Buros-Nebraska Series on Measurement and Testing


Date of this Version


Document Type



Published in Social and Technical Issues in Testing: Implications for Test Construction and Usage, edited by Barbara S. Plake (Hillsdale, NJ: Lawrence Erlbaum Associates, 1984).


Copyright © 1984 by Lawrence Erlbaum Associates. Digital edition copyright © 2012 Buros Center for Testing. This book may be downloaded, saved, and printed by an individual for their own use. No part of this book may be re-published, re-posted, or redistributed without written permission of the holder of copyright.


It was the Chinese over 3000 years ago, not the Americans in this century, who first used large-scale psychological testing (Dubois, 1966). But, as with many other technological developments, it was the United States that enthusiastically adopted the method (Haney, 1981). By now it is highly probable that every person in our country has been affected in some way by the administration of tests. Testing has become the means by which major decisions about people's lives are made in industry, education, hospitals, mental health clinics, and the civil service.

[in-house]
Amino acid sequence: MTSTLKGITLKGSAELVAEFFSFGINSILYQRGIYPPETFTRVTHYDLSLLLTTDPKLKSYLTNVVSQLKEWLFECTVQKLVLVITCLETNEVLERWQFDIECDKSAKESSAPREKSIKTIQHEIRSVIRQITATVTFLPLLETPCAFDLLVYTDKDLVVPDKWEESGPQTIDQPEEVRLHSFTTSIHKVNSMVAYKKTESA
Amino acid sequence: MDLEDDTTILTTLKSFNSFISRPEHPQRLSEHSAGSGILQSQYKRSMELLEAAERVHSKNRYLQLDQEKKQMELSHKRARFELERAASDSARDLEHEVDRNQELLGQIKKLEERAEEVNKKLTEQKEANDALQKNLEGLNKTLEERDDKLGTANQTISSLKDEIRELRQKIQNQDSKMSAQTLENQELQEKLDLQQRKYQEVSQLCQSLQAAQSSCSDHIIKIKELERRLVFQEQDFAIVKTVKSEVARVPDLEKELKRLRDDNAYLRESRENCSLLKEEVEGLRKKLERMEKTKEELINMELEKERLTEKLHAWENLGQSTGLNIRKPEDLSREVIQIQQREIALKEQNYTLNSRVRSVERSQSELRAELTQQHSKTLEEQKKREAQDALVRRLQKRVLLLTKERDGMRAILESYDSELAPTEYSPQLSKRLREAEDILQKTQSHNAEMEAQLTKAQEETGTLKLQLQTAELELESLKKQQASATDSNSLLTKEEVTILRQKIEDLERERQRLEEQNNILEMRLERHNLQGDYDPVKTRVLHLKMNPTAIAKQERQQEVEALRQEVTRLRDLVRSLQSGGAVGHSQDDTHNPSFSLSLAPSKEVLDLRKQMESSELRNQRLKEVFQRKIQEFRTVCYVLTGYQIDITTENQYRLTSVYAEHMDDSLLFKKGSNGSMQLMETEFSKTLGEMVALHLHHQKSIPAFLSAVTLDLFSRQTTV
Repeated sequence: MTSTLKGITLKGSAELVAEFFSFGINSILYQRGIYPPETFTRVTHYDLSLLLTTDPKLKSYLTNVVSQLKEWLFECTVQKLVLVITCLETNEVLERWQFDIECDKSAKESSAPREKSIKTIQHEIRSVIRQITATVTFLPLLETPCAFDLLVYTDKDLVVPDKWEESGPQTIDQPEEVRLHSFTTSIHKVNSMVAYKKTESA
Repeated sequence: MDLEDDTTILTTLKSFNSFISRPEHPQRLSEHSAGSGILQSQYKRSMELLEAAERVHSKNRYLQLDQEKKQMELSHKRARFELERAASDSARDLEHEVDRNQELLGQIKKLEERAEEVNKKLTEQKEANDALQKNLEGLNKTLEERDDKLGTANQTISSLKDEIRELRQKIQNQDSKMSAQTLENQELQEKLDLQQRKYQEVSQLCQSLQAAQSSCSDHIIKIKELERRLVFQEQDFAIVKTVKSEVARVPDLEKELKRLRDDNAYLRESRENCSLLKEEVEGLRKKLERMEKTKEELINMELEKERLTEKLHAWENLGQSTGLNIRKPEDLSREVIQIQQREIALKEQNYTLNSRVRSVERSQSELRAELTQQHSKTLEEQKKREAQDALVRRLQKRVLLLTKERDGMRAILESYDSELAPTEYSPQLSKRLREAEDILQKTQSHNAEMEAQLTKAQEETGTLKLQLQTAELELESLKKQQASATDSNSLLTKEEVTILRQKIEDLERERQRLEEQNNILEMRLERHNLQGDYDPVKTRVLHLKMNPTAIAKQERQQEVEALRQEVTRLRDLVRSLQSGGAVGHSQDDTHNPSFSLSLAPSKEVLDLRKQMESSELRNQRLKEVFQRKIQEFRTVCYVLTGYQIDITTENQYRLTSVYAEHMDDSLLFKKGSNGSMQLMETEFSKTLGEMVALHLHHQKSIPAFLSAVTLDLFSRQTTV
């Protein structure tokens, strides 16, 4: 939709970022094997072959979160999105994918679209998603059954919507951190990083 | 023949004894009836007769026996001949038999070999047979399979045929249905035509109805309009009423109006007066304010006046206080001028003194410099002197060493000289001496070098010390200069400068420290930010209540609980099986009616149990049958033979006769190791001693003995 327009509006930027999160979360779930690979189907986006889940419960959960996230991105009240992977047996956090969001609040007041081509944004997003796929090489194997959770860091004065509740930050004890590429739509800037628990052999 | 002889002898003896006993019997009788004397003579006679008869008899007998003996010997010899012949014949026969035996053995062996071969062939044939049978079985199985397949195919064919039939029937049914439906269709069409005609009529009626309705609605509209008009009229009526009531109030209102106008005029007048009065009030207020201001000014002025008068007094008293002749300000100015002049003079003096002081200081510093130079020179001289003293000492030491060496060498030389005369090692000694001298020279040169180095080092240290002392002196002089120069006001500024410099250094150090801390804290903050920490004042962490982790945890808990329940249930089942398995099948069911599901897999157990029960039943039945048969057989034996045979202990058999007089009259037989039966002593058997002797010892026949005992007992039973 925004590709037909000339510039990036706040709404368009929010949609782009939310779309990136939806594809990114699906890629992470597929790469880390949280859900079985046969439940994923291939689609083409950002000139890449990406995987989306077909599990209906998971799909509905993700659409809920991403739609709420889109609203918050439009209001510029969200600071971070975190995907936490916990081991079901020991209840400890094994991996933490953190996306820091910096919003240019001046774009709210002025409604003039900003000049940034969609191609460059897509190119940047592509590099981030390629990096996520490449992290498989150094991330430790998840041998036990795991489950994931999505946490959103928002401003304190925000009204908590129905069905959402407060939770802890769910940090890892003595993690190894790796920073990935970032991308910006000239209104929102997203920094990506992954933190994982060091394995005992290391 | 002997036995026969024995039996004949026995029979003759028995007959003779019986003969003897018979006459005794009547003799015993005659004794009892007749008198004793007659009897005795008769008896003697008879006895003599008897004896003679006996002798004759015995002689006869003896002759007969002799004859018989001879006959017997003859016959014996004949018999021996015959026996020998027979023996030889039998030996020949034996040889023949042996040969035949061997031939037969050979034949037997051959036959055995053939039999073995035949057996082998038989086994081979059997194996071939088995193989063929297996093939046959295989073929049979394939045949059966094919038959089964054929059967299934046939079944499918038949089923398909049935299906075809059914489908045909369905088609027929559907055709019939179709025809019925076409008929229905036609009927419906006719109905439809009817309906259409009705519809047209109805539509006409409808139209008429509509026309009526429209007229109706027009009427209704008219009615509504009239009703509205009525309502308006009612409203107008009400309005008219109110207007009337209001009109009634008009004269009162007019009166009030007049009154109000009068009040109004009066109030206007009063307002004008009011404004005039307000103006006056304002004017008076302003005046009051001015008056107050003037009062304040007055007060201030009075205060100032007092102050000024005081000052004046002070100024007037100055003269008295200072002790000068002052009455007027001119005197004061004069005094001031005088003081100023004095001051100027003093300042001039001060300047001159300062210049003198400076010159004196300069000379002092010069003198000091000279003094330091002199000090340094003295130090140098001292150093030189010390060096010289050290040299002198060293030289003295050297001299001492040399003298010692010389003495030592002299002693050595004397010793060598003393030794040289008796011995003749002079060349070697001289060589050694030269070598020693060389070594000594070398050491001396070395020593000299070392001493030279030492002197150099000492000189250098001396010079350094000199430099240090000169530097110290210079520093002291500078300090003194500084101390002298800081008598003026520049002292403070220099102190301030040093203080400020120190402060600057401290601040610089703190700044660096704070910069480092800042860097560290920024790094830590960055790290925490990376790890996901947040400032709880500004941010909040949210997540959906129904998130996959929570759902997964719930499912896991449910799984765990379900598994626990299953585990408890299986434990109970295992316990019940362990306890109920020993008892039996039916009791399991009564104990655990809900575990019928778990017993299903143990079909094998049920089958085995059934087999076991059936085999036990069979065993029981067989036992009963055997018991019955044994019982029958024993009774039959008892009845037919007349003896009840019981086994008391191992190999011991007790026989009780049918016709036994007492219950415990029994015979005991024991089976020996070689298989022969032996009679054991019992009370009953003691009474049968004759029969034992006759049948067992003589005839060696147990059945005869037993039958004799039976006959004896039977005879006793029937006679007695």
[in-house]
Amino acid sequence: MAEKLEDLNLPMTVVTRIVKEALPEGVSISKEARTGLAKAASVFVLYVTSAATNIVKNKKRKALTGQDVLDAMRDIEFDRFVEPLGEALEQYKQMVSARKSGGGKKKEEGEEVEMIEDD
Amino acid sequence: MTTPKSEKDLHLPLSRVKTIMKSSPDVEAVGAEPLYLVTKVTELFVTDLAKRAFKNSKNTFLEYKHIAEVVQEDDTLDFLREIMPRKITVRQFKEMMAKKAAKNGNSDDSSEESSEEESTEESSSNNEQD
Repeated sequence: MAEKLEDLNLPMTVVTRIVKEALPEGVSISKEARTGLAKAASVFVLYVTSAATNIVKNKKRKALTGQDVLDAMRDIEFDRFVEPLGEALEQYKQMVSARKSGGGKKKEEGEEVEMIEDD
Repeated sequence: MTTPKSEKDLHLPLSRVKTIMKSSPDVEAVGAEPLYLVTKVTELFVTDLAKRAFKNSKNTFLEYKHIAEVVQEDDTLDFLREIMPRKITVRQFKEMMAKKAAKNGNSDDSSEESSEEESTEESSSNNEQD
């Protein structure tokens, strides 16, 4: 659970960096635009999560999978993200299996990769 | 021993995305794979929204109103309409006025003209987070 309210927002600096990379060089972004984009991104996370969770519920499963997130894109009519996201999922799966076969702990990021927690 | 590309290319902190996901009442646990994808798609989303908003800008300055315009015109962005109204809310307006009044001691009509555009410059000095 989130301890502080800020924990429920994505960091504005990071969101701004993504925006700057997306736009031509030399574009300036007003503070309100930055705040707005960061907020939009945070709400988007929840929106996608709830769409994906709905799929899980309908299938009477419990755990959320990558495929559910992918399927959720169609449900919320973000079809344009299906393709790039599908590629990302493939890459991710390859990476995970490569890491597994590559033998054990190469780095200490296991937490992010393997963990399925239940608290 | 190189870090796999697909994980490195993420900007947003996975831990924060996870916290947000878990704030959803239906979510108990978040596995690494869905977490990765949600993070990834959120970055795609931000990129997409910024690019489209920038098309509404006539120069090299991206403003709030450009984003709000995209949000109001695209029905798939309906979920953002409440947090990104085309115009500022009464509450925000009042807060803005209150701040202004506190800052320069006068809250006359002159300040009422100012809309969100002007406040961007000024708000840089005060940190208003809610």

Tests themselves, by and large, are facially neutral. They do not inherently discriminate against those who take them and, undoubtedly, scores derived from tests have been used to admit, advance, and employ. For most people, however, test results have served as exclusionary mechanisms- to segregate, institutionalize, track, and deny access to coveted and increasingly scarce employment opportunities.

At one time, the work of academic and applied psychometricians went virtually unexamined by the law, but as the use of tests increased in the United States, so did their potential for causing legally cognizable injury to test takers. As a result, there is probably no current activity performed by psychologists so closely scrutinized and regulated by the legal system as testing.